Sorry if I'm wrong regarding the capabilities of py2exe. Otherwise perhaps
it could be enhanced someday to utilize a VFS as well.

Thanks!


 
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Roger Binns
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      09-25-2004
USCode wrote:
> subdirectory. From the Starkit website - "A Starkit creates the
> illusion of a "file system in a file" - on the outside, it's a single
> file, yet the application code continues to see a complete directory
> of scripts, extensions, packages, images, and whatever other files it
> needs."


So what is done about shared libraries? Python includes a number of
shared libraries (dll/so), several of which can end up being needed, even
by relatively simple apps. On Windows, the Python interpretter itself
is a shared library (python23.dll). For a more non-trivial app such
as my BitPim program, there are 45 libraries that end up needing to be
packaged. (A lot of this is because it is common practise to split
larger packages such as wxPython and win32all into numerous independent
sub-libraries).

py2exe and tools like that (eg cx-Freeze) do package everything into
one file, except the shared libraries are left as seperate files,
and user files are as well (since you have to have seperate files
anyway for the libraries).

The problem with shared libraries is that they have to be seperate
files for the OS to load them properly. One variant of the McMillan
installer effectively extracted them at run time, but that introduces
a whole host of problems such as the user needing write permission to
the filesystem, security (eg a shared /tmp), and that the libraries
may not end up being shared between processes (due to being extracted
to different locations for security reasons).

I tried the demo (Fractal Mountains) and can't see how it deals with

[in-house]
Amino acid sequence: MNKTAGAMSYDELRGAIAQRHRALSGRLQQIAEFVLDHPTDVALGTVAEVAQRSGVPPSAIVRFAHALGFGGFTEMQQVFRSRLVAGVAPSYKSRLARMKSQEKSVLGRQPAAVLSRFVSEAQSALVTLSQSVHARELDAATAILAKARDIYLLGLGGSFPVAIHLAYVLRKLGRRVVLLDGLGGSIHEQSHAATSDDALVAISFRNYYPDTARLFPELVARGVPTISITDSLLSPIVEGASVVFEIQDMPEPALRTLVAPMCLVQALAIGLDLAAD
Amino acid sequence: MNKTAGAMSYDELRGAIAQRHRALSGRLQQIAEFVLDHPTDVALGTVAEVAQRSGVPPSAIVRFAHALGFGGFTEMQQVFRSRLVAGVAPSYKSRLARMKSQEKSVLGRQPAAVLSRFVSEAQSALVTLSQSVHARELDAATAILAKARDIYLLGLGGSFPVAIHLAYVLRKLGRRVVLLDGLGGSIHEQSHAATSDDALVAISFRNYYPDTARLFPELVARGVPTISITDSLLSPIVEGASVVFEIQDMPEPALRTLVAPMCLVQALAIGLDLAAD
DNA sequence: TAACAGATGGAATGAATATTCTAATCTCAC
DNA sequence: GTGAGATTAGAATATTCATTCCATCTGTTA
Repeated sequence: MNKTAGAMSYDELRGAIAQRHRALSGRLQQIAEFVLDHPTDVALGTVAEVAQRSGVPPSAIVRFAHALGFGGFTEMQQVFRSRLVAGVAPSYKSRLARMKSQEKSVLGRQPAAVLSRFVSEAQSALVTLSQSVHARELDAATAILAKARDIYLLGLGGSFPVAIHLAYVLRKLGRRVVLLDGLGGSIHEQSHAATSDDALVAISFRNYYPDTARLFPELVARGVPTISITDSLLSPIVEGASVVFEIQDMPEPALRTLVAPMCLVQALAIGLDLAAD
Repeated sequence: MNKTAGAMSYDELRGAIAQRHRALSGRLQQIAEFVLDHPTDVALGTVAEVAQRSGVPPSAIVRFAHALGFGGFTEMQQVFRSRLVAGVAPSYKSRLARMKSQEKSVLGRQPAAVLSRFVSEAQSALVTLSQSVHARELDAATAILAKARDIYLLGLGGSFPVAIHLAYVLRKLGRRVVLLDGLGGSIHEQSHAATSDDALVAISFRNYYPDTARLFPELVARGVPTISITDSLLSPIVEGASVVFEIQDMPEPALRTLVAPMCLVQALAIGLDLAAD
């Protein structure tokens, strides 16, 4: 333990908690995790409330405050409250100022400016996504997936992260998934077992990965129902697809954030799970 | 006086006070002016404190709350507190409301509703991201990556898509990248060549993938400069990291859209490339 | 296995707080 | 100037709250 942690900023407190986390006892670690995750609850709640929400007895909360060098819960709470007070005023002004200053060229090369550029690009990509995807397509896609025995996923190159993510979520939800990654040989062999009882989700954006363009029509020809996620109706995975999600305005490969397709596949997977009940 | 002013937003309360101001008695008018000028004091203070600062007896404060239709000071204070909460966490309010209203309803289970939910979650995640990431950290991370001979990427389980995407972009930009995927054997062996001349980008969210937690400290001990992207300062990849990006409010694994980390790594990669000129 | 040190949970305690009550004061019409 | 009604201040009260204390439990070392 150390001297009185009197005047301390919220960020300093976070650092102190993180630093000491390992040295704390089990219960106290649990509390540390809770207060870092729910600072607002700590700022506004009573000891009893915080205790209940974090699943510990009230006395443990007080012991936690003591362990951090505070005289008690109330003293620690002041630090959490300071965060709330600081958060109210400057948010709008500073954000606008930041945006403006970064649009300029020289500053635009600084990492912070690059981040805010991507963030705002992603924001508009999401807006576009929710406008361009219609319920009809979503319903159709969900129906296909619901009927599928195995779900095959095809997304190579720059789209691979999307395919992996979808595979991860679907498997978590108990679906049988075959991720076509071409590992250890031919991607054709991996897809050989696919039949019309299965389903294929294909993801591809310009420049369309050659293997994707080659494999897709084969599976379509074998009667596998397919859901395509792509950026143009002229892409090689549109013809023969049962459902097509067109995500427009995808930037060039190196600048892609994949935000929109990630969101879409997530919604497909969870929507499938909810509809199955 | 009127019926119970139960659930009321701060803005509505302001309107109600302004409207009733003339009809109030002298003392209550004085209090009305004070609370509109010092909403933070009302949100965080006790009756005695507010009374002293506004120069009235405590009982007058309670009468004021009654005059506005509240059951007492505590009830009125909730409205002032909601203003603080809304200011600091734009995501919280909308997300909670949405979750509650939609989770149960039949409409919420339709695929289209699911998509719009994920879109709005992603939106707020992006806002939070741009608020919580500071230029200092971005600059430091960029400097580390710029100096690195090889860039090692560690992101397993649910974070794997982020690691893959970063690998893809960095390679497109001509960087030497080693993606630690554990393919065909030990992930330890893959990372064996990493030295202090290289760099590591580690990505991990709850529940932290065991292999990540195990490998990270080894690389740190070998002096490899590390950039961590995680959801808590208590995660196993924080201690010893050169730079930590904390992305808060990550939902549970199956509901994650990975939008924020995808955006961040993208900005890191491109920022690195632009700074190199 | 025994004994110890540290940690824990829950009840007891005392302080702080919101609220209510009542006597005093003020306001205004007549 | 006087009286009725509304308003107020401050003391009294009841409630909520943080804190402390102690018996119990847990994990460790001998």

the shared library issue.

Roger



 
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Cameron Laird
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      09-26-2004
In article <(E-Mail Removed)>,
Roger Binns <(E-Mail Removed)> wrote:
>USCode wrote:
>> subdirectory. From the Starkit website - "A Starkit creates the
>> illusion of a "file system in a file" - on the outside, it's a single
>> file, yet the application code continues to see a complete directory
>> of scripts, extensions, packages, images, and whatever other files it
>> needs."

>
>So what is done about shared libraries? Python includes a number of
>shared libraries (dll/so), several of which can end up being needed, even
>by relatively simple apps. On Windows, the Python interpretter itself
>is a shared library (python23.dll). For a more non-trivial app such
>as my BitPim program, there are 45 libraries that end up needing to be
>packaged. (A lot of this is because it is common practise to split
>larger packages such as wxPython and win32all into numerous independent
>sub-libraries).
>
>py2exe and tools like that (eg cx-Freeze) do package everything into
>one file, except the shared libraries are left as seperate files,
>and user files are as well (since you have to have seperate files
>anyway for the libraries).
>
>The problem with shared libraries is that they have to be seperate
>files for the OS to load them properly. One variant of the McMillan